When calculating the number of toilets needed and the capacity limit it puts on your floor we usually use a diversity (male / female) ratio of 60 : 60. In other words for an office with 100 staff we would assume that there are 60 male staff members and 60 female staff members – this allows for future changes in the demographics of the office. However, should your demographics be substantially different then this should be adjusted and a suitable contingency also allowed on top.  Using this example of 100 staff on a 60 : 60 ratio we would provide:

  • for traditional separate blocks of male and female toilets – a toilet block with 4 female toilets and 4 wash basins and a toilet block with 3 male toilets and 2 urinals and 4 wash basins.
  • for male / female designated cubicle style toilets with their own wash hand basins – 4 female toilets with self contained wash basins and 4 male toilets with self contained wash basins.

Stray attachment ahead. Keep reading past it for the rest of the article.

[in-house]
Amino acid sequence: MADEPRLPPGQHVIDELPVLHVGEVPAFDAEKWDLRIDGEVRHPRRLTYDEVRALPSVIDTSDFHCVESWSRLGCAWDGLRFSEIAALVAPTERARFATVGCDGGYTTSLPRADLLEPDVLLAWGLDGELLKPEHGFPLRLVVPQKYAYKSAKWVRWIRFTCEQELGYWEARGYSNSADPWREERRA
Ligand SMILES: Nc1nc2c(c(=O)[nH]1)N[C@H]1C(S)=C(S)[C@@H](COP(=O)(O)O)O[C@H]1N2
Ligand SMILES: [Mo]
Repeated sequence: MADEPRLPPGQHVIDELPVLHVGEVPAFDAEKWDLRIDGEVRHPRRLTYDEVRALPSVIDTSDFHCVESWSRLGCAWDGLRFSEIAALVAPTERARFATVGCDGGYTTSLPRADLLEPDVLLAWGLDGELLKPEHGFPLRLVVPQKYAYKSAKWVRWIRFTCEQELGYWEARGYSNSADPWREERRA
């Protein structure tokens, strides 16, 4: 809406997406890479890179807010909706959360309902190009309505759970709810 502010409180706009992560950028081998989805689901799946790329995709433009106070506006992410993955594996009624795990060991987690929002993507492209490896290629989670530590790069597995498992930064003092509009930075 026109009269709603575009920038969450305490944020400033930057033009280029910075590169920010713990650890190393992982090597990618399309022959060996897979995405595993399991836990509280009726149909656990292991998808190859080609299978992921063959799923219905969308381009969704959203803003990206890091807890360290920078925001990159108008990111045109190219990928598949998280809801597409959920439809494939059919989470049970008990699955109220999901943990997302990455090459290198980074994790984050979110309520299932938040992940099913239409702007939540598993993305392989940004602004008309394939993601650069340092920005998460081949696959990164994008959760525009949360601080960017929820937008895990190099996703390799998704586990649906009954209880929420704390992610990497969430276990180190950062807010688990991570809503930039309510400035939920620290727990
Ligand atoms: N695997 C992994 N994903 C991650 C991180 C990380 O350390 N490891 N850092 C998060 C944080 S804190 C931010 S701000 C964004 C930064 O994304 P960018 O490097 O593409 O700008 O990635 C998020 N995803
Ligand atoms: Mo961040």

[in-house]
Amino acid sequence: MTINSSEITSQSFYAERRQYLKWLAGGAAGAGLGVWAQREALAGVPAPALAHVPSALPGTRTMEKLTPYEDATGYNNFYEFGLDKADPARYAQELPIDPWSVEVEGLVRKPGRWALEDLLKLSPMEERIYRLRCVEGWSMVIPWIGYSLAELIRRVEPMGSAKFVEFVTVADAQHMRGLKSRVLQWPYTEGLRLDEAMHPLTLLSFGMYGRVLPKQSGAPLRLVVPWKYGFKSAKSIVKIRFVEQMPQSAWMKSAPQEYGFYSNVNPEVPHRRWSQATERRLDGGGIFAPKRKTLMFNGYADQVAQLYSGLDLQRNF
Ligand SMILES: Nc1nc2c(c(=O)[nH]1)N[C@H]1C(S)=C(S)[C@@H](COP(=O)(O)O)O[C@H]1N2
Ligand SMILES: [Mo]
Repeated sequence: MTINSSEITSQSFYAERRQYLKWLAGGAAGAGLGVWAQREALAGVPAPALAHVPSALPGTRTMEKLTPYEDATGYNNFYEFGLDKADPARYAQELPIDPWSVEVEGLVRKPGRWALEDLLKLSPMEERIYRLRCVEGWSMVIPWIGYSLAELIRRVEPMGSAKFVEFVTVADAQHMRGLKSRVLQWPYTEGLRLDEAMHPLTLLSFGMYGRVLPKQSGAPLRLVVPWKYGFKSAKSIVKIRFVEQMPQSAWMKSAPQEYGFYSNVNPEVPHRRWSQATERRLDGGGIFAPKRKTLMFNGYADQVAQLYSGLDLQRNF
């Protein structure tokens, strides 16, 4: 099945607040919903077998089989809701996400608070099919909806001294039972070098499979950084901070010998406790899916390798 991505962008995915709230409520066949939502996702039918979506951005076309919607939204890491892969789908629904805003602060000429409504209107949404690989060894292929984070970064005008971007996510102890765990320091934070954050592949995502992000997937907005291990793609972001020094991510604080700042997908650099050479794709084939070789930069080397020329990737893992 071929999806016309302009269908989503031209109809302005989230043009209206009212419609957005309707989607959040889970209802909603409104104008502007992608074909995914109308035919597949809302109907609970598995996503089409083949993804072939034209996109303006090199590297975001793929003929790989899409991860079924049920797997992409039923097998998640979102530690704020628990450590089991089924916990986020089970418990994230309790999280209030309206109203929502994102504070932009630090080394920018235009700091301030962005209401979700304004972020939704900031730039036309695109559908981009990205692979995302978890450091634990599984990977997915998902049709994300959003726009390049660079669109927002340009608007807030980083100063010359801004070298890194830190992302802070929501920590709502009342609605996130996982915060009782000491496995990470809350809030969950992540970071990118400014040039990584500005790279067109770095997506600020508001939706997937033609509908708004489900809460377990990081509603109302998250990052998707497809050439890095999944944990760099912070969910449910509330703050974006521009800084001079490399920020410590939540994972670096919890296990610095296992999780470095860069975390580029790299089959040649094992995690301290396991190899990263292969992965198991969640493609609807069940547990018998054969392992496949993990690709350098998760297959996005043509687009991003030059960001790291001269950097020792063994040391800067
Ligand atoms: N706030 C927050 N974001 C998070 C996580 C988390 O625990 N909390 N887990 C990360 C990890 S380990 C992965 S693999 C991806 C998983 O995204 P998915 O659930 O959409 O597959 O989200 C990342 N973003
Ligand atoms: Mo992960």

• for un-designated (unisex) toilets – 5 toilets with self contained wash basins.

The Equality Act and the Provision of Toilets

How do I ensure I am being considerate to all my colleagues in the provision of toilets in my office?

As mentioned in our guide Office Space Planning and the Law the Equality Act states that the employer must consider making ‘reasonable adjustments’ in the workplace for an employee or job applicant with any one of the protected characteristics. From the perspective of office toilet provision the important ones to consider are disability, gender reassignment and sex.